This project was first implemented in 2006 as a pilot project in a number of post offices in two districts of Tamil Nadu…It was extended to three additional districts and all post offices in these five districts are currently participSo far, 165 SHGs have received these loans, for a total loan disbursement of Rs 1.35 million (USD 29 thousand). Additionally, 2,900 SHGs have been formed to create credit linkages with 2000 post offices in nine divisions of the state.

A presentation in India Rural Business Summit organized by Federation of Indian Chambers of Commerce and Industry (FICCI) provides finer details on the pilot’s working model, and metrics.

On the whole, India Post’s credibility among the rural and urban poor as one of the least corrupt, and hence the most reliable government organization, extensive reach, and success on a smaller  scale implementation seems to leave only the possible problems due to scaling up to worry about in this initiative.

MicrofIN[DIA]nce

Here are some major headlines with regard to microfinance in India:

A new technology platform designed specifically for microinsurance providers has been launched

ICICI and others have banded together to create a rating system for MFIs

A recent study indicates that microfinance is focusing more on the urban areas than before

NABARD sponsors trip for banking representatives to observe microfinance in Sri Lanka

[All articles from Microcapital.org]

Pioneers in Microfinance, Part 2: MYRADA

Today, Microcapital.org published the second part of their “Pioneers in Microfinance” series, in which they continued their interview of a pioneer in microfinance, Aloysius P. Fernandez, Executive Director MYRADA and Chairman of the Board of Microfinance Institution Sanghamithra Rural Financial Services.   To refresh your memory on Part One of this series, read this earlier post by Vinay.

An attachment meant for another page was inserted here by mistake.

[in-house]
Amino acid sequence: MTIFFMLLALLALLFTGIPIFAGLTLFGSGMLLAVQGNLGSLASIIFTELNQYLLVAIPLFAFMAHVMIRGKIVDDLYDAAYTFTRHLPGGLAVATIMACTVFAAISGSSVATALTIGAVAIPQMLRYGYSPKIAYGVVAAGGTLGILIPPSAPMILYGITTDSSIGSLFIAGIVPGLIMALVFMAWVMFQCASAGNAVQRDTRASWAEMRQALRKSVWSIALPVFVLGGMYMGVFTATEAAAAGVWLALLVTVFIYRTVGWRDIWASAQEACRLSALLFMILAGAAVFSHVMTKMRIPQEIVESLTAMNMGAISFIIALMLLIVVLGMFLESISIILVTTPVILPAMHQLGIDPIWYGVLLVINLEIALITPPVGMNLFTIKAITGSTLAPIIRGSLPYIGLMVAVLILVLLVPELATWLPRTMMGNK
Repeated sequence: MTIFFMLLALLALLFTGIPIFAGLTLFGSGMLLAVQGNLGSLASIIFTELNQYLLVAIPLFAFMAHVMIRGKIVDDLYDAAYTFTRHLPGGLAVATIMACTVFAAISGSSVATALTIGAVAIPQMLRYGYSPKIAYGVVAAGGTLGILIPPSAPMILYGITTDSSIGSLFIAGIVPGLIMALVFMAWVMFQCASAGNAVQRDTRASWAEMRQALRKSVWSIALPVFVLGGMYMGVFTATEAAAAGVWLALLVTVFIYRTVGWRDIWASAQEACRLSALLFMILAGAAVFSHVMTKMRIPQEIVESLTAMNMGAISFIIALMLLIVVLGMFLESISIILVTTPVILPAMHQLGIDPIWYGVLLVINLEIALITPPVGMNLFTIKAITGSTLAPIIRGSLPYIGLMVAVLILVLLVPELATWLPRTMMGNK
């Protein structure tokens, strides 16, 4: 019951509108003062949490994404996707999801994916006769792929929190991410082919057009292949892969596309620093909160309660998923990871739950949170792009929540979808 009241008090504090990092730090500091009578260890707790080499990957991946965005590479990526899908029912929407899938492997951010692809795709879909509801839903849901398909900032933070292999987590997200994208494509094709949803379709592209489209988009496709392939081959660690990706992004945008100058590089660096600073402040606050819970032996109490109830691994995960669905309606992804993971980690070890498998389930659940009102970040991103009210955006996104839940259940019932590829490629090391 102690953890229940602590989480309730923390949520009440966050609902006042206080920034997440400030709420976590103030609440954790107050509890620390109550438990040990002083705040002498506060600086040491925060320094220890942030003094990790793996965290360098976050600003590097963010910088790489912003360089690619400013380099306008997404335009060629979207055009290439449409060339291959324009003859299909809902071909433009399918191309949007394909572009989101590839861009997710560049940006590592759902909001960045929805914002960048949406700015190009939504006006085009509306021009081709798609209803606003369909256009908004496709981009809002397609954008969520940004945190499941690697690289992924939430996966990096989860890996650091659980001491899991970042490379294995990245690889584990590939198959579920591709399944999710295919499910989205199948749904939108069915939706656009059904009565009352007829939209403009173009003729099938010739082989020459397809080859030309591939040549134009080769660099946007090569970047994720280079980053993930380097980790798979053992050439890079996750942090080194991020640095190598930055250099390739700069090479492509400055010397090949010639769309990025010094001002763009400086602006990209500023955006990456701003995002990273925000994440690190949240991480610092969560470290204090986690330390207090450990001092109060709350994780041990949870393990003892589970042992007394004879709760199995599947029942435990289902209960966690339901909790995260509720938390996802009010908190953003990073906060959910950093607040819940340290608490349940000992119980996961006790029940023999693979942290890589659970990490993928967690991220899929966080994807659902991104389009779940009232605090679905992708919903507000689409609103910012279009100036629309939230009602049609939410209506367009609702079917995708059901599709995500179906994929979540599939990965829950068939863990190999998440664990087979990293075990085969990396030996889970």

The interview continues where it left off in Part One by outlining both the impetus and the process involved in establishing linkages between the Reserve Bank of India (RBI) and Self-Help Affinity Groups (SAG).  In the interview, Fernandez describes how MYRADA attempted to implement changes on a policy level by approaching RBI and the National Bank for Agriculture and Rural Development (NABARD) regarding the lending process:

In 1989, he [NABARD President and CEO P. R. Nayak] asked me, “Now, what policy change do you want?” I said, “Allow the banks to give loans without asking for the purpose. Why are you so particular about giving based on viable loans and unit costs?” They would give loans for sheep. There would have to be 20 female sheep and one male sheep, so that was supposed to be a viable unit. But, if you give such a big unit to a single woman, she has to leave all her other work and look after this. So, in order to survive she will sell two sheep. There goes your viable unit. We found that 60 percent of the recovery didn’t come from the asset, so why are you wasting your time? Let people decide [how to use their loans].

Fernandez then goes on to talk about the proliferation of NGOs based on the SHG model in India, and their perceived limitations, including potential for growth in the future: Continue reading